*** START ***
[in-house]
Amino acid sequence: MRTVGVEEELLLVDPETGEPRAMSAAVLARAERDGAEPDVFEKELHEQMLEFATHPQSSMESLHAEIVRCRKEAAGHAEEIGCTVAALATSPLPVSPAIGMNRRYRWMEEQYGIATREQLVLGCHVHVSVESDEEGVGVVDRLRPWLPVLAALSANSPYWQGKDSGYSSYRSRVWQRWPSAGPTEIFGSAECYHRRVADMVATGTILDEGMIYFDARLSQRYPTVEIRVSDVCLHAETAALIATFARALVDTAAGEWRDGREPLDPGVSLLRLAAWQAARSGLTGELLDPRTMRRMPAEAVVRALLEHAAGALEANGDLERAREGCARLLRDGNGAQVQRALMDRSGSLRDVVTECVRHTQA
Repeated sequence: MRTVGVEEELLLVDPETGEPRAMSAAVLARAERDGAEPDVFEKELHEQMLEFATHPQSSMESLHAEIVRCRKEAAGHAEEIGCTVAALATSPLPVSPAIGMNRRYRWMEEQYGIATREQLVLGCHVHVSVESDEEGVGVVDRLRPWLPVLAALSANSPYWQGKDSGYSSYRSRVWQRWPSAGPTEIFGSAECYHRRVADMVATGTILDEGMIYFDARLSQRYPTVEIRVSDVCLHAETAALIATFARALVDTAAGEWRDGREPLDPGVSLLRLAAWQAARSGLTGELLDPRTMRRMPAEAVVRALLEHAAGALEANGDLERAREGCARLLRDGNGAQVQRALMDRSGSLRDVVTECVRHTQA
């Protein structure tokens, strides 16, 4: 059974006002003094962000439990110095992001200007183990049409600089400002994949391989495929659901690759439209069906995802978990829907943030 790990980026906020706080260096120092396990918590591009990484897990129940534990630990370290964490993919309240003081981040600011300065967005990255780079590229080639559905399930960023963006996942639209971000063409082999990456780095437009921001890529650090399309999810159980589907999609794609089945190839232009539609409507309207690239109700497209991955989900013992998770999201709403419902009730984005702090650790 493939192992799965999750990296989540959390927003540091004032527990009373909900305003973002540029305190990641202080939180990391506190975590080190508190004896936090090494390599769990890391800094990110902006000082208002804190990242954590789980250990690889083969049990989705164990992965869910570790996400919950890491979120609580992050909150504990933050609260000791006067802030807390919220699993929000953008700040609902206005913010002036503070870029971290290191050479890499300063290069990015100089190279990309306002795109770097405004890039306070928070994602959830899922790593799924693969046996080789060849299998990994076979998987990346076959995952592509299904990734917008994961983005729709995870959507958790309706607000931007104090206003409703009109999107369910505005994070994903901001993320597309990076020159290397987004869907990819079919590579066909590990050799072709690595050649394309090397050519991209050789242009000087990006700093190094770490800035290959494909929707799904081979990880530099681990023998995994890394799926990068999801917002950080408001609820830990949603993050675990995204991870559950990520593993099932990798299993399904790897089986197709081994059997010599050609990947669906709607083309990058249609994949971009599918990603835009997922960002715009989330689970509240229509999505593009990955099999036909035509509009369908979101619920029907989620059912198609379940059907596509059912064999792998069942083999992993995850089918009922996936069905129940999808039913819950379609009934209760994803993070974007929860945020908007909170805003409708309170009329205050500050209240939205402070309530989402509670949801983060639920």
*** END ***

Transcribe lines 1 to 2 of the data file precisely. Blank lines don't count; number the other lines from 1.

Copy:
[in-house]
Amino acid sequence: MRTVGVEEELLLVDPETGEPRAMSAAVLARAERDGAEPDVFEKELHEQMLEFATHPQSSMESLHAEIVRCRKEAAGHAEEIGCTVAALATSPLPVSPAIGMNRRYRWMEEQYGIATREQLVLGCHVHVSVESDEEGVGVVDRLRPWLPVLAALSANSPYWQGKDSGYSSYRSRVWQRWPSAGPTEIFGSAECYHRRVADMVATGTILDEGMIYFDARLSQRYPTVEIRVSDVCLHAETAALIATFARALVDTAAGEWRDGREPLDPGVSLLRLAAWQAARSGLTGELLDPRTMRRMPAEAVVRALLEHAAGALEANGDLERAREGCARLLRDGNGAQVQRALMDRSGSLRDVVTECVRHTQA